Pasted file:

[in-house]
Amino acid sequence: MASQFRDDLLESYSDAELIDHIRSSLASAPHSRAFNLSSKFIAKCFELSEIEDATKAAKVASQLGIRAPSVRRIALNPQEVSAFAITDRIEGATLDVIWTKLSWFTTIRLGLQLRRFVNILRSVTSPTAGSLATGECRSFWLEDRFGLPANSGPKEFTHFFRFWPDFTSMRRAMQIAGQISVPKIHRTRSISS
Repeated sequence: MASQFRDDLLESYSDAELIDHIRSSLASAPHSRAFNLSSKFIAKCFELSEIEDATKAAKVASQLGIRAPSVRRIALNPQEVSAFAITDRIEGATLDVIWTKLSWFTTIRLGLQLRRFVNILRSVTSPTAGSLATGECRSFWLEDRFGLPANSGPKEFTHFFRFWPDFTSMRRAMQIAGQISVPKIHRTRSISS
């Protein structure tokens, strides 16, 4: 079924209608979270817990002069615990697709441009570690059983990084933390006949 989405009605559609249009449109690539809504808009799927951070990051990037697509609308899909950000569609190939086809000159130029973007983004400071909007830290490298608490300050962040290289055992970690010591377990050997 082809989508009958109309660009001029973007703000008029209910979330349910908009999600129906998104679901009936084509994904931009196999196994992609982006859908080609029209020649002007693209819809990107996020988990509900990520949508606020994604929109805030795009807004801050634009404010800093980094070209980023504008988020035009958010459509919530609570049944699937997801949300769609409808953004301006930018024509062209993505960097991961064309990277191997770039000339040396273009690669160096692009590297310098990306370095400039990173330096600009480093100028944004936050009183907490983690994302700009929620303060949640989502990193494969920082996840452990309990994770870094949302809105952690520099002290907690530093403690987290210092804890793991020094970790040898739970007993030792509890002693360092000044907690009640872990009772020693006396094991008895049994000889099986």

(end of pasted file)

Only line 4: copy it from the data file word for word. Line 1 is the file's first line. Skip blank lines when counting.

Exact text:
């Protein structure tokens, strides 16, 4: 079924209608979270817990002069615990697709441009570690059983990084933390006949 989405009605559609249009449109690539809504808009799927951070990051990037697509609308899909950000569609190939086809000159130029973007983004400071909007830290490298608490300050962040290289055992970690010591377990050997 082809989508009958109309660009001029973007703000008029209910979330349910908009999600129906998104679901009936084509994904931009196999196994992609982006859908080609029209020649002007693209819809990107996020988990509900990520949508606020994604929109805030795009807004801050634009404010800093980094070209980023504008988020035009958010459509919530609570049944699937997801949300769609409808953004301006930018024509062209993505960097991961064309990277191997770039000339040396273009690669160096692009590297310098990306370095400039990173330096600009480093100028944004936050009183907490983690994302700009929620303060949640989502990193494969920082996840452990309990994770870094949302809105952690520099002290907690530093403690987290210092804890793991020094970790040898739970007993030792509890002693360092000044907690009640872990009772020693006396094991008895049994000889099986």